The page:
Paludiculture as exciting new farming practice
Paludiculture is an emerging farming practice that seeks to utilize the natural capacity of wetland ecosystems to produce goods and services. This practice works to increase the production of goods and services, while at the same time conserving or restoring wetland ecosystems.
Paludiculture can be used to increase the diversity of wetland habitats, to reduce the risk of flooding, and to increase water filtration and carbon sequestration. It can also help control the spread of invasive species, increase pollinator habitat, and reduce erosion and siltation.
To implement a successful paludiculture practice, it is important to understand the specific characteristics of the wetlands in which it is to be implemented. The selection of the right plants is also critical, as some species can be beneficial while others can be invasive.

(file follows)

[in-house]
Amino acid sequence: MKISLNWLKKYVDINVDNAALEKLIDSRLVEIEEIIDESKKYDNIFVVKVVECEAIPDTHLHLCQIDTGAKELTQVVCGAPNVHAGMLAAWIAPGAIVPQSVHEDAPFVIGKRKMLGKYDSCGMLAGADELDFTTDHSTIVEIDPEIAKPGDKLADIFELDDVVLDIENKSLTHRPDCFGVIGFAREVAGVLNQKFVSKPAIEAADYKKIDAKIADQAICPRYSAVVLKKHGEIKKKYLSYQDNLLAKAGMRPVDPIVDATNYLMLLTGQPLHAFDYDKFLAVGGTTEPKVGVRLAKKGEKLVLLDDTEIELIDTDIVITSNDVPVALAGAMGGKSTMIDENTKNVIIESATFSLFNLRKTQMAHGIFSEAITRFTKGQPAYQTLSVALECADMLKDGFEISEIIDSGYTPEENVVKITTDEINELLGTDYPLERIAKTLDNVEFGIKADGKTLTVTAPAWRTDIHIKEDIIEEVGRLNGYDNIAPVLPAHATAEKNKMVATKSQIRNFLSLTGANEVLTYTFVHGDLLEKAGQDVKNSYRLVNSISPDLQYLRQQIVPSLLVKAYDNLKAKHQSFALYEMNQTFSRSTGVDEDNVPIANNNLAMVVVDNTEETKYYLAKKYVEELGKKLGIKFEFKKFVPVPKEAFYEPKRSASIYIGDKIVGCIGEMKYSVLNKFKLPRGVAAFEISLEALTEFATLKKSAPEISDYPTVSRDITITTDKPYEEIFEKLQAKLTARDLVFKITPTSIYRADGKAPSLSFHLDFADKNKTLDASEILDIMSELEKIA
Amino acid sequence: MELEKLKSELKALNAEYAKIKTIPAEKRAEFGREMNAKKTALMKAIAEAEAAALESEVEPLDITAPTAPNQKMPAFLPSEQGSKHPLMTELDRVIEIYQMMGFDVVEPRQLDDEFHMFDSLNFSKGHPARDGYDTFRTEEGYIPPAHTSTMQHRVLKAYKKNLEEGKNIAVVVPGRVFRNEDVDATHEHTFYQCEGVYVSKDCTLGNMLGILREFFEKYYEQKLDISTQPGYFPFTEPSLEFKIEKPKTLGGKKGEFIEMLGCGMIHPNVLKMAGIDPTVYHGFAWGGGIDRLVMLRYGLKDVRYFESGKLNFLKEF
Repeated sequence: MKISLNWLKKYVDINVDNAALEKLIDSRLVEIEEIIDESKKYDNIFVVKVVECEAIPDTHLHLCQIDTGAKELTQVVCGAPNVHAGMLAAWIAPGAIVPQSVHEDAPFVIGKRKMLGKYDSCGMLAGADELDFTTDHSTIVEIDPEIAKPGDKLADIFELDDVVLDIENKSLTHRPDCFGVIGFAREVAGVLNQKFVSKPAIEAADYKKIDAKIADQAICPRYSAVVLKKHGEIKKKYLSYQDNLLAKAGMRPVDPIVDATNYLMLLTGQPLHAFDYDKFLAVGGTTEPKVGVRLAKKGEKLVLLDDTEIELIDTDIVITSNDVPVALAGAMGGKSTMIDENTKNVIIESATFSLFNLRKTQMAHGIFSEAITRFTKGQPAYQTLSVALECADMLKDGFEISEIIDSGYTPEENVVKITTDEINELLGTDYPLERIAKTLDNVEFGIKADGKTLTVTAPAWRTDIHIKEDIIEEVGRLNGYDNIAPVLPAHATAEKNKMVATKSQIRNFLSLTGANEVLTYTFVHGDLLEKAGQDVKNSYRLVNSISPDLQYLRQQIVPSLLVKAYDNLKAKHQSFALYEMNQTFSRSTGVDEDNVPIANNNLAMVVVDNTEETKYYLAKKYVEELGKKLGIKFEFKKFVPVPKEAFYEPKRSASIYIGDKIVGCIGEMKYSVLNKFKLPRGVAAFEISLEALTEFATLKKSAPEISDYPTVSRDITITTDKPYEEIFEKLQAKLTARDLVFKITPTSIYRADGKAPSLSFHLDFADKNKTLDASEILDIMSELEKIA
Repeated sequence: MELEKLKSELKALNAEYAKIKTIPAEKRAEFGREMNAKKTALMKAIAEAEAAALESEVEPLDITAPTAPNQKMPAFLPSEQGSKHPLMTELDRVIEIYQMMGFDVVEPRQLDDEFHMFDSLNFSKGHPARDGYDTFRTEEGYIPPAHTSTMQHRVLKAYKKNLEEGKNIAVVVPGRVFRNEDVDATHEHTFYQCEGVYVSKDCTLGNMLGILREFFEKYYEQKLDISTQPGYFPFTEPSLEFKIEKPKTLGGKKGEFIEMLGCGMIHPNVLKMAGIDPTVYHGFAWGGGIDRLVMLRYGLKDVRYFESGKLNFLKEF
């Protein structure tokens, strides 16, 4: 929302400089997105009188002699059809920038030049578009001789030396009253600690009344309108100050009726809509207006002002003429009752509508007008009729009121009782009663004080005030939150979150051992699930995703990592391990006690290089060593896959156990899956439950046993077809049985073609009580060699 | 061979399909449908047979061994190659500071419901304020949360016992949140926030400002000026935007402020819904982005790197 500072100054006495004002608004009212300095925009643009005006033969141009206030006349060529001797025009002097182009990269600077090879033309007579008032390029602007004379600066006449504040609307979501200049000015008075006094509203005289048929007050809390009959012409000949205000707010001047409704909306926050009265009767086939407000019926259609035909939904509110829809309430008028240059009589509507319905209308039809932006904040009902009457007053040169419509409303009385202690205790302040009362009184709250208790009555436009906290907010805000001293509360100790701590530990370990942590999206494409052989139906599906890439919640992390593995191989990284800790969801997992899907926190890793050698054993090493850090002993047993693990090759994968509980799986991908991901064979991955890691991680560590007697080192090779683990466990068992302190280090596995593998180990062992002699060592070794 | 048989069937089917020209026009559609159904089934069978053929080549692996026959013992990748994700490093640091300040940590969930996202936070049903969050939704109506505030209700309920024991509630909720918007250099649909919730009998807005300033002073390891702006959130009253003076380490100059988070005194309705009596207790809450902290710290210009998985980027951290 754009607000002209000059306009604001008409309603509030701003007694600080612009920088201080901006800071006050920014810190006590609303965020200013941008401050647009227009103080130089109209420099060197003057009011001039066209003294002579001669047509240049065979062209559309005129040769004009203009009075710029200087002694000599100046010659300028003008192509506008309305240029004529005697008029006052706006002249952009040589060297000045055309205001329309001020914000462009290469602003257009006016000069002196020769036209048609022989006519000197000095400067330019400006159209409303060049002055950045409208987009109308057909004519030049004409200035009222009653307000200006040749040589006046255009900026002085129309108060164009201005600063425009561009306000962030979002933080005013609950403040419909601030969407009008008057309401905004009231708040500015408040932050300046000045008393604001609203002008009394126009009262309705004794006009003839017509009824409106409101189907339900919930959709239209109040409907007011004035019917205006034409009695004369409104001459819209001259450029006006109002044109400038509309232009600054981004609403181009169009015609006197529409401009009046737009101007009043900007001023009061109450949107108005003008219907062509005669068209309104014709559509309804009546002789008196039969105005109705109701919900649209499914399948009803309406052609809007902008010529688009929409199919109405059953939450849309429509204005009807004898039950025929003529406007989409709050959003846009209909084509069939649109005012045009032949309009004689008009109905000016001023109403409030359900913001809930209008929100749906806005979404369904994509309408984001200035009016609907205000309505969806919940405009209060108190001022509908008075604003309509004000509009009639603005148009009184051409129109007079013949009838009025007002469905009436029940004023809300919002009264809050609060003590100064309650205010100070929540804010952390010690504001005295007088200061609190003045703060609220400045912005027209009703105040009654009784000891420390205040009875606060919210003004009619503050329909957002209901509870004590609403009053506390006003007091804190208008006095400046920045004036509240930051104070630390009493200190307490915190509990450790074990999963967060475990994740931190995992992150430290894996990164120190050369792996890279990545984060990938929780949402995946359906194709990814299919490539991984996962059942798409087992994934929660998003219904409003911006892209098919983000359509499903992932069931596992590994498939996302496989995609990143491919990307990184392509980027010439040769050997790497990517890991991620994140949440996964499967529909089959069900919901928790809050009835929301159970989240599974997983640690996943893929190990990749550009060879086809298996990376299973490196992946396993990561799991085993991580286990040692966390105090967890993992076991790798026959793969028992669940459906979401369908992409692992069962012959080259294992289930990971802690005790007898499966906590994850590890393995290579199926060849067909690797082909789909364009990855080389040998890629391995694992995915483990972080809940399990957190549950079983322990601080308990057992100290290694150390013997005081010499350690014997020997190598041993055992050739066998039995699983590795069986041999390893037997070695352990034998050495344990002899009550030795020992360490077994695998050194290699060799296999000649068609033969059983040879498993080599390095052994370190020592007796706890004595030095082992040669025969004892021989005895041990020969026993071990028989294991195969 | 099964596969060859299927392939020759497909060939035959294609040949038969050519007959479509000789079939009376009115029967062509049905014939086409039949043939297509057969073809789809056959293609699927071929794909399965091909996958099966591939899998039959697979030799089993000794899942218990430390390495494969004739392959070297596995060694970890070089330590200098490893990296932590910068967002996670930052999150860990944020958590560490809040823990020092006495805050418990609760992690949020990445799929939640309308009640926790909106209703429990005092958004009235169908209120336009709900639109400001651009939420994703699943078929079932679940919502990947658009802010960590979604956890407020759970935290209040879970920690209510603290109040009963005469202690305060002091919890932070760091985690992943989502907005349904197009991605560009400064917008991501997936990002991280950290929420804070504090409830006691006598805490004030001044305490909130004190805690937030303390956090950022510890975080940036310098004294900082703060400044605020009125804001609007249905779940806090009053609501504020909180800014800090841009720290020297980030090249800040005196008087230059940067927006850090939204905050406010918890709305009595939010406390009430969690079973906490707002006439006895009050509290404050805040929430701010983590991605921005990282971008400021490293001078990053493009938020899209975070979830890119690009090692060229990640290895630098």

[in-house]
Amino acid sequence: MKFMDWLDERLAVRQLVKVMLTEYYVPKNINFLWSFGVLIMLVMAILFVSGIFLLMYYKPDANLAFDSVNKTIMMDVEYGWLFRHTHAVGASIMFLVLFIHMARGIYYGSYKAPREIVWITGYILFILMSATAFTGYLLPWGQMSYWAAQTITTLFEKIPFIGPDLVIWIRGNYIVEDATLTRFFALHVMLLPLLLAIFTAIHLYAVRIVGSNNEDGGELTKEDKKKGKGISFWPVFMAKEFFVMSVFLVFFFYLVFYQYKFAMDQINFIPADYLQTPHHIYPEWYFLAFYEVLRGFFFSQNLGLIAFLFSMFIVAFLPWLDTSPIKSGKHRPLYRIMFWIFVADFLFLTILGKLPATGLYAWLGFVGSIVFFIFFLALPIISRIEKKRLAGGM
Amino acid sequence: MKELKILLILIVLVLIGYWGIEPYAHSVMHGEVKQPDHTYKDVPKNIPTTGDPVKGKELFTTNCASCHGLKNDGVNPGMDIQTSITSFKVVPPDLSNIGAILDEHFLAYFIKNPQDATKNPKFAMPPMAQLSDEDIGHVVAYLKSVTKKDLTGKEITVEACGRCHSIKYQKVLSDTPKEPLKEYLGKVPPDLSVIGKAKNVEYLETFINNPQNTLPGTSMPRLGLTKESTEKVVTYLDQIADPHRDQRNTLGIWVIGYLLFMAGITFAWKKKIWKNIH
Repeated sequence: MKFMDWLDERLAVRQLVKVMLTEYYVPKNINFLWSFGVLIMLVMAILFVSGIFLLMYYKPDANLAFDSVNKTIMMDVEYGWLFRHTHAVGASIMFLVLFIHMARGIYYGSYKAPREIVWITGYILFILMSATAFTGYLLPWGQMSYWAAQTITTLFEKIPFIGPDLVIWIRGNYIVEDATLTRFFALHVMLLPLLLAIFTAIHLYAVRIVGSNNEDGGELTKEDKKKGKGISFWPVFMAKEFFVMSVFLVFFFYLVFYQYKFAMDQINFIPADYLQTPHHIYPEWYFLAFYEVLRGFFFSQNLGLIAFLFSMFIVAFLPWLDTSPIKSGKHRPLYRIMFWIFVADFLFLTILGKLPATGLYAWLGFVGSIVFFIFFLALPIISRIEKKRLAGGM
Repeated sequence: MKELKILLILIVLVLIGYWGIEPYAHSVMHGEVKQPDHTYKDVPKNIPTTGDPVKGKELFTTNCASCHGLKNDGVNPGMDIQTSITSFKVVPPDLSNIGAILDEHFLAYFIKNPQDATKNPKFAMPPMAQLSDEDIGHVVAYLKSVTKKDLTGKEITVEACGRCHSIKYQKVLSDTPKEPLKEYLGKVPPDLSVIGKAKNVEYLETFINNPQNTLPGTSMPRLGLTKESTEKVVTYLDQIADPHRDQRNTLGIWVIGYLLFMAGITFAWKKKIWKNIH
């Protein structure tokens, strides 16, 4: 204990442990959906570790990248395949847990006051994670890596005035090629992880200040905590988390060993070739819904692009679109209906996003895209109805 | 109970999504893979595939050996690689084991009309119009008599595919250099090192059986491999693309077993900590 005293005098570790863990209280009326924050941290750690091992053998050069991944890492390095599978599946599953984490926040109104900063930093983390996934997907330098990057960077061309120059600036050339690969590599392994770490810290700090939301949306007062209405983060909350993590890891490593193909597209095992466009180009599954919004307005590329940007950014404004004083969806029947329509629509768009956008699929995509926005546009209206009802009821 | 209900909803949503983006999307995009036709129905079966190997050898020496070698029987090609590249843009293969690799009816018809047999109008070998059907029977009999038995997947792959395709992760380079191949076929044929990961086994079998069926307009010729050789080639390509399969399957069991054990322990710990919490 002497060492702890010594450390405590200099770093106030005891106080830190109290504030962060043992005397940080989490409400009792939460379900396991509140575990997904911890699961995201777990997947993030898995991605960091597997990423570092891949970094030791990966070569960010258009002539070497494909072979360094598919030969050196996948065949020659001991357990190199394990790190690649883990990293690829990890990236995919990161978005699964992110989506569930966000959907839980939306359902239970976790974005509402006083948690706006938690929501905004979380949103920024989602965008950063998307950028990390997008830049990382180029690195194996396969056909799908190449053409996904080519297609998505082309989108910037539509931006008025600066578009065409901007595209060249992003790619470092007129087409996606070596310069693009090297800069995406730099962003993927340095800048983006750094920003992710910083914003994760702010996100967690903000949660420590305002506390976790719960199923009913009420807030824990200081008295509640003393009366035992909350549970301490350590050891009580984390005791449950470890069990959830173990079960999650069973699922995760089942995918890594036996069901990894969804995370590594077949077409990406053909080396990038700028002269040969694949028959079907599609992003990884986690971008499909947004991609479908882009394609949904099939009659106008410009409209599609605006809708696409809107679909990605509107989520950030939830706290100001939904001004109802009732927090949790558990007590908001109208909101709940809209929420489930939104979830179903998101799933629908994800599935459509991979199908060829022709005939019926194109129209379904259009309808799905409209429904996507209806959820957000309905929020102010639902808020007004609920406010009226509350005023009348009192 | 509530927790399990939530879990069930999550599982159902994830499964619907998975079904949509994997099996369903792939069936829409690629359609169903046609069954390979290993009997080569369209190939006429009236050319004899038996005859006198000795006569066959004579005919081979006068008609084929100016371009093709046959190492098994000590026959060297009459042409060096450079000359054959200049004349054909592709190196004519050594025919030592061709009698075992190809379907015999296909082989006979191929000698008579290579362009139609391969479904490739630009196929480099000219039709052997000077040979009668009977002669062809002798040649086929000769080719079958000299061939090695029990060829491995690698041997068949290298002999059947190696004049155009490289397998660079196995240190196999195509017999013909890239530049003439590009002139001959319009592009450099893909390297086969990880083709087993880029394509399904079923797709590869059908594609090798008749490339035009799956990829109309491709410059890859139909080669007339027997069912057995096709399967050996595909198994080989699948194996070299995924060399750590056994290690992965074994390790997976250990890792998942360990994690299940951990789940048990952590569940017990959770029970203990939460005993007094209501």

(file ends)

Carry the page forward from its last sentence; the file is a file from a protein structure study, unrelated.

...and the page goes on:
Paludiculture is still a new practice, and there are many challenges associated with the implementation of this practice. One of the main challenges is the lack of knowledge and understanding of the wetland environment and how to best utilize it. Additionally, there is a need for more research to determine which plants are suitable for paludiculture practices in different wetland ecosystems.
Overall, paludiculture is an exciting new farming practice that could potentially provide a variety of goods and services, while at the same time conserving or restoring wetland ecosystems. It is important to have an understanding of the wetland environment in order to determine which species are suitable for paludiculture, and to ensure that the practice is successful.
Prof. em. Dr. Dr. h.c. Hans Joosten of the Greifswald Mire Centre (GMC) elaborates how the concept of paludiculture has developed from a niche management option into an inevitable and comprehensive policy strategy to comply with the Paris Agreement and the Sustainable Development Goals. Both political and technical progress has been impressive but is still far from sufficient. Hans discusses the constraints, challenges, options and perspectives to scale up paludiculture worldwide to reach the ultimate goal. Having all peatlands wet again by 2050.